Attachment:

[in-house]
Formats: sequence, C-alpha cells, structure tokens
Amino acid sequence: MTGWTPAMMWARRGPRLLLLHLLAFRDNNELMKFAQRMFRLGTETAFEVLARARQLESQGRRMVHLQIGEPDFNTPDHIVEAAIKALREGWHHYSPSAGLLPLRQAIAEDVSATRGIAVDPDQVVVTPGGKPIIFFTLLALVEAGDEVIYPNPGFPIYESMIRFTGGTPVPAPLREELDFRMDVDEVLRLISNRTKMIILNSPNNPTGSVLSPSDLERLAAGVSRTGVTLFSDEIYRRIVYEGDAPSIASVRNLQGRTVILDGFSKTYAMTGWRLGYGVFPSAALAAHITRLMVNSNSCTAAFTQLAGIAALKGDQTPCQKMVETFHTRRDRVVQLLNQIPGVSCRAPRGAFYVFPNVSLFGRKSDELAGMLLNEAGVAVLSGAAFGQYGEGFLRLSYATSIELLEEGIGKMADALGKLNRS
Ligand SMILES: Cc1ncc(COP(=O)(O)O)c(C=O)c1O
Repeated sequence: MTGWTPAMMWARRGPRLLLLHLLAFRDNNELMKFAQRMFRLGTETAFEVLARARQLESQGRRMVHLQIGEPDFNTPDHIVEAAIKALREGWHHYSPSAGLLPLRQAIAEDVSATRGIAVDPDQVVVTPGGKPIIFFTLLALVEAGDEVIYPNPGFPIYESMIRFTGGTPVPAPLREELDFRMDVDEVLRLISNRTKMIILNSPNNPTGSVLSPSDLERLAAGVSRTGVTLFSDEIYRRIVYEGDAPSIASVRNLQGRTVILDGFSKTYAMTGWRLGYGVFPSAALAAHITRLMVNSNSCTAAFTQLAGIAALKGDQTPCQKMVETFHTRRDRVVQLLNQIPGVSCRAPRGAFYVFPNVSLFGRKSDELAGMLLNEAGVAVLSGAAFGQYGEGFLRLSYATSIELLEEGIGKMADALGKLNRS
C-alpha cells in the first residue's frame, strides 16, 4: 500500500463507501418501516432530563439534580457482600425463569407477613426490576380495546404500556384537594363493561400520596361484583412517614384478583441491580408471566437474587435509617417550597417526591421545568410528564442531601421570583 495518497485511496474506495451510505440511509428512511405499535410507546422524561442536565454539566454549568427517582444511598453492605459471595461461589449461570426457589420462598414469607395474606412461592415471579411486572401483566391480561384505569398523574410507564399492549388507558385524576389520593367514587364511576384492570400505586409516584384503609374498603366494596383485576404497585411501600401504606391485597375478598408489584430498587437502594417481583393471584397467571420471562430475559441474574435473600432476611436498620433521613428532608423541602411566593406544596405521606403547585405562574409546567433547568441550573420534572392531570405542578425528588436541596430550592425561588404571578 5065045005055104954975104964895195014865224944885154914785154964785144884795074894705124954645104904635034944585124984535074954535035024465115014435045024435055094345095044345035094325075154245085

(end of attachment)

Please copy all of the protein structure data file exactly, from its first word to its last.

[in-house]
Formats: sequence, C-alpha cells, structure tokens
Amino acid sequence: MTGWTPAMMWARRGPRLLLLHLLAFRDNNELMKFAQRMFRLGTETAFEVLARARQLESQGRRMVHLQIGEPDFNTPDHIVEAAIKALREGWHHYSPSAGLLPLRQAIAEDVSATRGIAVDPDQVVVTPGGKPIIFFTLLALVEAGDEVIYPNPGFPIYESMIRFTGGTPVPAPLREELDFRMDVDEVLRLISNRTKMIILNSPNNPTGSVLSPSDLERLAAGVSRTGVTLFSDEIYRRIVYEGDAPSIASVRNLQGRTVILDGFSKTYAMTGWRLGYGVFPSAALAAHITRLMVNSNSCTAAFTQLAGIAALKGDQTPCQKMVETFHTRRDRVVQLLNQIPGVSCRAPRGAFYVFPNVSLFGRKSDELAGMLLNEAGVAVLSGAAFGQYGEGFLRLSYATSIELLEEGIGKMADALGKLNRS
Ligand SMILES: Cc1ncc(COP(=O)(O)O)c(C=O)c1O
Repeated sequence: MTGWTPAMMWARRGPRLLLLHLLAFRDNNELMKFAQRMFRLGTETAFEVLARARQLESQGRRMVHLQIGEPDFNTPDHIVEAAIKALREGWHHYSPSAGLLPLRQAIAEDVSATRGIAVDPDQVVVTPGGKPIIFFTLLALVEAGDEVIYPNPGFPIYESMIRFTGGTPVPAPLREELDFRMDVDEVLRLISNRTKMIILNSPNNPTGSVLSPSDLERLAAGVSRTGVTLFSDEIYRRIVYEGDAPSIASVRNLQGRTVILDGFSKTYAMTGWRLGYGVFPSAALAAHITRLMVNSNSCTAAFTQLAGIAALKGDQTPCQKMVETFHTRRDRVVQLLNQIPGVSCRAPRGAFYVFPNVSLFGRKSDELAGMLLNEAGVAVLSGAAFGQYGEGFLRLSYATSIELLEEGIGKMADALGKLNRS
C-alpha cells in the first residue's frame, strides 16, 4: 500500500463507501418501516432530563439534580457482600425463569407477613426490576380495546404500556384537594363493561400520596361484583412517614384478583441491580408471566437474587435509617417550597417526591421545568410528564442531601421570583 495518497485511496474506495451510505440511509428512511405499535410507546422524561442536565454539566454549568427517582444511598453492605459471595461461589449461570426457589420462598414469607395474606412461592415471579411486572401483566391480561384505569398523574410507564399492549388507558385524576389520593367514587364511576384492570400505586409516584384503609374498603366494596383485576404497585411501600401504606391485597375478598408489584430498587437502594417481583393471584397467571420471562430475559441474574435473600432476611436498620433521613428532608423541602411566593406544596405521606403547585405562574409546567433547568441550573420534572392531570405542578425528588436541596430550592425561588404571578 5065045005055104954975104964895195014865224944885154914785154964785144884795074894705124954645104904635034944585124984535074954535035024465115014435045024435055094345095044345035094325075154245085